Go Ask Your Mother

I’m extremely lucky – and grateful - to have a child development professional for a parent. My father’s work has been enormously influential and helpful to countless families and professionals across the world. He has spent decades treating, researching and writing about children. That said, nine times out of ten when I call home and I want to talk to someone about kids, I ask to speak with my mom.  Even when I would ask my father for advice about children the typical refrain was “Go ask your mother”. My mother raised five children with extremely different gifts and needs and she raised them well.  I’ve never seen anyone more able to sync up with a baby – any baby. It’s not something you could ever teach, or even properly describe. It’s nearly magical. My father helped me learn how to think about children, but my mother made me good at being with them. When I am with a child, my body language, my phrasing, my voice and tendencies are all an expression of her own behavior with me and my siblings. The way I try to explain a brain – sure, that’s all my dad, but when I put a baby to bed that’s my mom.  It’s amazing – and sometimes eerie- to catch myself so seamlessly enact these patterns. I used to worry that I was “becoming” my mother, but now I hope I can be half as good.  I spent some time asking her about her experiences parenting.

KP “Why do you think you enjoyed parenting so much?”

BP “It gave me a lot of confidence that I figured it out. It helped enormously that I had a GREAT pediatrician and he helped me make all five of you great sleepers.”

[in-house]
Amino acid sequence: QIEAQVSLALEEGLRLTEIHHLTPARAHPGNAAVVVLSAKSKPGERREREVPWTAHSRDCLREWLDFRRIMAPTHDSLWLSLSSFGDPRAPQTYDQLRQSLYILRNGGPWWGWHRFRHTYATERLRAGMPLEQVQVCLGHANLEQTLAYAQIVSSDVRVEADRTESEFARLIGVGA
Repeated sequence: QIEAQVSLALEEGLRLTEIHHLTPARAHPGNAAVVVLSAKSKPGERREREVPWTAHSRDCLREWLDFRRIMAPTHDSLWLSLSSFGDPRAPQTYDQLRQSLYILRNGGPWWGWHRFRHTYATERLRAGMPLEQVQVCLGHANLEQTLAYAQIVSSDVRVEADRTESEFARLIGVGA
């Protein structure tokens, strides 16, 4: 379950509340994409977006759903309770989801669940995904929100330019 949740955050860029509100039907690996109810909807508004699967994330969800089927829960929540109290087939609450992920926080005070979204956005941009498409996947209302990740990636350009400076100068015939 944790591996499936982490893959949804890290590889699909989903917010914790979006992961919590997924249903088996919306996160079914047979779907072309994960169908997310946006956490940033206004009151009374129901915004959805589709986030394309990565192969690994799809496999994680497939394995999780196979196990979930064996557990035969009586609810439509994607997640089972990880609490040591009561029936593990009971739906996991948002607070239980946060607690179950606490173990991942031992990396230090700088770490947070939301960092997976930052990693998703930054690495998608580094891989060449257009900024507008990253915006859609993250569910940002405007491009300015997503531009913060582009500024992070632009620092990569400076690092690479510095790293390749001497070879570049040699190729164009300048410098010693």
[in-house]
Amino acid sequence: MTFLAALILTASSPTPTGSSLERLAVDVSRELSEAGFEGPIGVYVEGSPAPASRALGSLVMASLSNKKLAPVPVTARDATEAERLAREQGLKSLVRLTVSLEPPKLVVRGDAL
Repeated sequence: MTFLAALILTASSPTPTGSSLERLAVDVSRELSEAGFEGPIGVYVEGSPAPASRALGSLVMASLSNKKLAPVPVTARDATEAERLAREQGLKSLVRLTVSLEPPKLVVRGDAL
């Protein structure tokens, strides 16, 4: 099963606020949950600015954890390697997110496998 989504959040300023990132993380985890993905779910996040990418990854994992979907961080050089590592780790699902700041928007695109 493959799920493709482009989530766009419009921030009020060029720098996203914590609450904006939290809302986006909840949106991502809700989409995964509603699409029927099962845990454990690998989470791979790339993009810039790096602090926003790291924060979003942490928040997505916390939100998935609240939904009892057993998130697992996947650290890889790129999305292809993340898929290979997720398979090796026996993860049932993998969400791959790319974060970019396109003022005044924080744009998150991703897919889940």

KP “What made him a great pediatrician”

BP “ He gave me information, support and perspective. He would say things like ‘the only trouble this baby is having is with you – your job is to enjoy them’ when you have better sleepers everything else is easier.”

KP “Did you always know it would be easy or I guess at least enjoyable for you?”

BP “ In the beginning there was this sense like ‘oh I’m going to get this baby and plug it into my life’ well no you’re not.  People would try to tell me that I would have to adjust my life to the baby and not the baby to my life I just assumed that I would do it better than them, and I was wrong. It’s humbling like nothing else, I sat there with my law degree thinking I could figure it out then they come and it’s like WHAT THE HELL! When you can’t figure out what’s wrong or how to fix it it’s awful. I didn’t realize how much hard work it was – or more accurately how much of it was just hard work. 90% of it is hard work and then you’ll have just moment in your day where you and your child connect and you think ‘I could do this again’ and your dad always loved having a baby around so it was never a hard sell to ask for another one.”


KP “What was surprising about it?”

BP “I thought it would be more instinctual – the learning curve is huge and sharp and every baby was different.  The first one made me feel so competent, because he had such an easy disposition. Then the next baby was totally different – hard to soothe, even the pregnancy was harder. Maybe that was because I had two, maybe it was because I was working more, who knows,”